Blues' defenseman was teammate of fallen player Pavol Demitra
By LOUIE KORAC
HAZELWOOD, Mo. -- It might not sound that way in a normal, ordinary conversation, but Blues defenseman Barret Jackman was sincere when he said he hoped that former Blue Pavol Demitra was injured.
But when the realization came that Jackman's former teammate and friend was one of 43 that perished in the tragic plane crash that took the lives of the KHL's Yaroslavl Lokomotiv hockey squad, shock and sorrow quickly set in.
"I was in disbelief. I didn't want to believe he was actually on that flight," Jackman said of Demitra. "I kept saying to my wife, 'I hope he's injured. I hope somebody in his family was sick at the time and he had to stay back.' I say that in a good way. Until the confirmation came later on in the day, I was holding out hope.
"You're obviously devastated and crushed. I can't think of anybody but his family at this time."
Jackman's career was just beginning with the Blues when the 36-year-old Demitra was in the prime of his NHL career.
Jackman played one game with the Blues in the 2001-02 season but became a regular the following year, playing with Demitra for the next two seasons.
"He was an unbelievable guy, unbelievable teammate," Jackman said of Demitra. "I've never had a negative thing to say about him. It's one of those things where you hate it to happen and it really hits home when it's somebody you knew.
"From the moment I walked into the dressing room, he was very nice, very warm and friendly. He was always joking around with the guys. Europeans sometimes stay on the outside, but he was right in there. He was the heart and soul of the team, had great friends, was like a brother to Walt (Keith Tkachuk) and tight with Dougie (Doug Weight) and Al (MacInnis) and all the older and younger guys. He and his wife were good friends with everyone."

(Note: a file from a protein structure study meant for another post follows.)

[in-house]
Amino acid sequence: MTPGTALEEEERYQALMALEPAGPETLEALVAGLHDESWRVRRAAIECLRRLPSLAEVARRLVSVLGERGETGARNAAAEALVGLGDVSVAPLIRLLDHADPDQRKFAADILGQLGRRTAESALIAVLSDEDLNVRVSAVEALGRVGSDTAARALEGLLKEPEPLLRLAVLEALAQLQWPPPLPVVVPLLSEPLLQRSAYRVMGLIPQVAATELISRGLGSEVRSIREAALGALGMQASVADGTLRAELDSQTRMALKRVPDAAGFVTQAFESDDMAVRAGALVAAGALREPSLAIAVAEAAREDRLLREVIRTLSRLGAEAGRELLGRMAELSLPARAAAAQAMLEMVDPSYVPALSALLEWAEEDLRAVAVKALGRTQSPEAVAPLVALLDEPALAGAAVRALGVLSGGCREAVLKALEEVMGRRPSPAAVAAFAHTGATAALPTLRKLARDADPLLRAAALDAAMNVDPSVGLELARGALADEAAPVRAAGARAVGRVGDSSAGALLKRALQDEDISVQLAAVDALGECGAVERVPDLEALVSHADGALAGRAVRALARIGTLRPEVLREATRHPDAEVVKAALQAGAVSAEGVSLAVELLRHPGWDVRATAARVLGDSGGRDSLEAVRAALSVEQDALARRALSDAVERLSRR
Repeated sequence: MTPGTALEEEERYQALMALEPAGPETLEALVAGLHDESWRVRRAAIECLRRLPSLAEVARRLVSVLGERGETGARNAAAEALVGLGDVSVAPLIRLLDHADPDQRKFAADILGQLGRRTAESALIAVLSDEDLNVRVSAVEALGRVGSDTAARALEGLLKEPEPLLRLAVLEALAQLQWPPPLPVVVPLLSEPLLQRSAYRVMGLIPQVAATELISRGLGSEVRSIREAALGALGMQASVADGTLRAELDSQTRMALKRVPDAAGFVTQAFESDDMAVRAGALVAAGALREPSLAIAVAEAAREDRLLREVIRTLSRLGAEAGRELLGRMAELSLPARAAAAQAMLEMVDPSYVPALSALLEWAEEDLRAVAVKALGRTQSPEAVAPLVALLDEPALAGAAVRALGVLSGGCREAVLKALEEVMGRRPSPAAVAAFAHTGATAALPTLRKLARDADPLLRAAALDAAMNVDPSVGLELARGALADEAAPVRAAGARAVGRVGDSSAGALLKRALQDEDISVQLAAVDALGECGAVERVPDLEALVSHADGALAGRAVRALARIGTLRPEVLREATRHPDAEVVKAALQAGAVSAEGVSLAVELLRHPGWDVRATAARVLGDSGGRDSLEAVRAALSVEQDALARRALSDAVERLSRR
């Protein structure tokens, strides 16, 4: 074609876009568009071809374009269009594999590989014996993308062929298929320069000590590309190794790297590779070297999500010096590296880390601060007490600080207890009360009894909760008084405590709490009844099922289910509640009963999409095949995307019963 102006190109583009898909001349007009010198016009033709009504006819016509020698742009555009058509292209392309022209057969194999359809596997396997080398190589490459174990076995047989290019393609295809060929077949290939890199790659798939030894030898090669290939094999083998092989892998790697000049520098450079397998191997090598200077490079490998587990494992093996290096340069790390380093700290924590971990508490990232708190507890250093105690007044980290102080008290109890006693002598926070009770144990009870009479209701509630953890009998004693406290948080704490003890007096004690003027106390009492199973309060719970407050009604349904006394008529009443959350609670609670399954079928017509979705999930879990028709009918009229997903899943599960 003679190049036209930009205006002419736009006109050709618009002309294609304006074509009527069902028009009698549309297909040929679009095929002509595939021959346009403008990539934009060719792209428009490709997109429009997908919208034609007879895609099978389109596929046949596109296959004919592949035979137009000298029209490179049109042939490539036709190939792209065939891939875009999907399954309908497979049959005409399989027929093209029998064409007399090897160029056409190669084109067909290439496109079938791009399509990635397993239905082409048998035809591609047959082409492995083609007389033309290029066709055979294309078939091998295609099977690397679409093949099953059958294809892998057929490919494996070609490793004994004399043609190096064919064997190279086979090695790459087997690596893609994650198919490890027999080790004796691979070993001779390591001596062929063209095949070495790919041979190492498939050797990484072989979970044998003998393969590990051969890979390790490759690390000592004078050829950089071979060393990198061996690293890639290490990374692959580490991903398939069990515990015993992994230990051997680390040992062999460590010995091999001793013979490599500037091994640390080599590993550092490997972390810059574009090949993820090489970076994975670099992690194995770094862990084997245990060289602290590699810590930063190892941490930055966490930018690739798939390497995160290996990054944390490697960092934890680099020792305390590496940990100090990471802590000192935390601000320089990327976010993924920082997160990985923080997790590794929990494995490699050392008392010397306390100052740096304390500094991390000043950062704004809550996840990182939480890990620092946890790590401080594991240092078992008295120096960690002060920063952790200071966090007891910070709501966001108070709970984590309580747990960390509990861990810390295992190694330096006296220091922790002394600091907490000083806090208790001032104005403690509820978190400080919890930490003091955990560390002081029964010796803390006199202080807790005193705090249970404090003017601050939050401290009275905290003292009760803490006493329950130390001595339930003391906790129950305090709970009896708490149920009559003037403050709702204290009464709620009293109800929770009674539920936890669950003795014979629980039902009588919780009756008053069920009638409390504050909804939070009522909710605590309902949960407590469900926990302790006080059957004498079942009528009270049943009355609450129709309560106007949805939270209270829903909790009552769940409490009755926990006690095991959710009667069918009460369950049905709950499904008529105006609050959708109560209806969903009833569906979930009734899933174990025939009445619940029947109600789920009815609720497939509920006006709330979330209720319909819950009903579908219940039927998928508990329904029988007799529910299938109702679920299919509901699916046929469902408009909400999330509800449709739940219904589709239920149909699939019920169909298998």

Demitra's career saw him net 304 goals and 768 career points playing for the Blues, Ottawa, Los Angeles, Minnesota and Vancouver. But Demitra left North America, not for greener pastures of Russia but for the love of the game and to help extend his career.
"You're in here and it's a business, but it's also a game that you love and you never take it for granted," Jackman said. "Pav was one of those guys. He made a lot of money throughout his career. ... He never did it for the money, he never did it for fame. He did it because he loved the game and that's the reason he was in Russia.
"You're talking about an all-star type caliber of player and an all-star type caliber guy, father and husband."
Jackman also knew Lokomotiv head coach Brad McCrimmon and has played against a handful of others, including Ruslan Salei, who last played in the NHL with the Detroit Red Wings. Blues center Patrik Berglund said he roomed with Swedish goalie Stefan Liv for a couple days playing in a junior tournament.
"It's not just one city or town that's affected by that crash," Jackman said. "Many nationalities were involved. All those guys come from many places and it impacts players, fans, the community. ... Any time it affects a hockey player, it's like family."